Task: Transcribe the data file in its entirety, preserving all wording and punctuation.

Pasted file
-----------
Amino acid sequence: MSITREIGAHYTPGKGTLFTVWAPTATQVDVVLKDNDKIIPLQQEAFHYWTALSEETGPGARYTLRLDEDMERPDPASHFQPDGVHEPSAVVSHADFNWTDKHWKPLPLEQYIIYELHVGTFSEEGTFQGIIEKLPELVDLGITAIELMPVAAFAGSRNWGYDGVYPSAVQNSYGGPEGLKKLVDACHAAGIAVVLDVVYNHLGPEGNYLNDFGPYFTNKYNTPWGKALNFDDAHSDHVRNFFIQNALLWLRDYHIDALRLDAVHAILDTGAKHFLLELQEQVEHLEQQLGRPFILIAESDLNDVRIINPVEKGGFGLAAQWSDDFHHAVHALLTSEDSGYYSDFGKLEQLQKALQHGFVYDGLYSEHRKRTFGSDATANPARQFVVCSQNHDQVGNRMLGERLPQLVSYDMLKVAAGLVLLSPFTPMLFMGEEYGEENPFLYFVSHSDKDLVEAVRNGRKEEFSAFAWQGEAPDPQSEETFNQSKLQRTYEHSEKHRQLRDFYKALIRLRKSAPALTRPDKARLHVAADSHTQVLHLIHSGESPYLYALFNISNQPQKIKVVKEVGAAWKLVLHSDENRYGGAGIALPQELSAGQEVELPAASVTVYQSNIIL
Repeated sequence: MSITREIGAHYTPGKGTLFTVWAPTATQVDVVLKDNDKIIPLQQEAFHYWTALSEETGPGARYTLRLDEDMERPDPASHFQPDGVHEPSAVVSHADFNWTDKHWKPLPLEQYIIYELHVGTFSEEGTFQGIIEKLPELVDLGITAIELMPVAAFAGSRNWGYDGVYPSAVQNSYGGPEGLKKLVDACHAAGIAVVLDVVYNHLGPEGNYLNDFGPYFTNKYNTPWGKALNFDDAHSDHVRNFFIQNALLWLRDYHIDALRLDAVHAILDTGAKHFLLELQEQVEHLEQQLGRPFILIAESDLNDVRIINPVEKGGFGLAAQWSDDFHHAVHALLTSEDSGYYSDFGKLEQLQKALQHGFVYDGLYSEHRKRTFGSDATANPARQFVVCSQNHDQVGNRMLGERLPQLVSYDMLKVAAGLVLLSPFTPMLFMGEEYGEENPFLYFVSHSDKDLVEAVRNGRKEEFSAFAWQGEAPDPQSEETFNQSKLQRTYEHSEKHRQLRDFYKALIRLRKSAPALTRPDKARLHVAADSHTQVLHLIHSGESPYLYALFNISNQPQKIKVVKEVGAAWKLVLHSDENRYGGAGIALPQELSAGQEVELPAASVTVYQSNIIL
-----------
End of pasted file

Amino acid sequence: MSITREIGAHYTPGKGTLFTVWAPTATQVDVVLKDNDKIIPLQQEAFHYWTALSEETGPGARYTLRLDEDMERPDPASHFQPDGVHEPSAVVSHADFNWTDKHWKPLPLEQYIIYELHVGTFSEEGTFQGIIEKLPELVDLGITAIELMPVAAFAGSRNWGYDGVYPSAVQNSYGGPEGLKKLVDACHAAGIAVVLDVVYNHLGPEGNYLNDFGPYFTNKYNTPWGKALNFDDAHSDHVRNFFIQNALLWLRDYHIDALRLDAVHAILDTGAKHFLLELQEQVEHLEQQLGRPFILIAESDLNDVRIINPVEKGGFGLAAQWSDDFHHAVHALLTSEDSGYYSDFGKLEQLQKALQHGFVYDGLYSEHRKRTFGSDATANPARQFVVCSQNHDQVGNRMLGERLPQLVSYDMLKVAAGLVLLSPFTPMLFMGEEYGEENPFLYFVSHSDKDLVEAVRNGRKEEFSAFAWQGEAPDPQSEETFNQSKLQRTYEHSEKHRQLRDFYKALIRLRKSAPALTRPDKARLHVAADSHTQVLHLIHSGESPYLYALFNISNQPQKIKVVKEVGAAWKLVLHSDENRYGGAGIALPQELSAGQEVELPAASVTVYQSNIIL
Repeated sequence: MSITREIGAHYTPGKGTLFTVWAPTATQVDVVLKDNDKIIPLQQEAFHYWTALSEETGPGARYTLRLDEDMERPDPASHFQPDGVHEPSAVVSHADFNWTDKHWKPLPLEQYIIYELHVGTFSEEGTFQGIIEKLPELVDLGITAIELMPVAAFAGSRNWGYDGVYPSAVQNSYGGPEGLKKLVDACHAAGIAVVLDVVYNHLGPEGNYLNDFGPYFTNKYNTPWGKALNFDDAHSDHVRNFFIQNALLWLRDYHIDALRLDAVHAILDTGAKHFLLELQEQVEHLEQQLGRPFILIAESDLNDVRIINPVEKGGFGLAAQWSDDFHHAVHALLTSEDSGYYSDFGKLEQLQKALQHGFVYDGLYSEHRKRTFGSDATANPARQFVVCSQNHDQVGNRMLGERLPQLVSYDMLKVAAGLVLLSPFTPMLFMGEEYGEENPFLYFVSHSDKDLVEAVRNGRKEEFSAFAWQGEAPDPQSEETFNQSKLQRTYEHSEKHRQLRDFYKALIRLRKSAPALTRPDKARLHVAADSHTQVLHLIHSGESPYLYALFNISNQPQKIKVVKEVGAAWKLVLHSDENRYGGAGIALPQELSAGQEVELPAASVTVYQSNIIL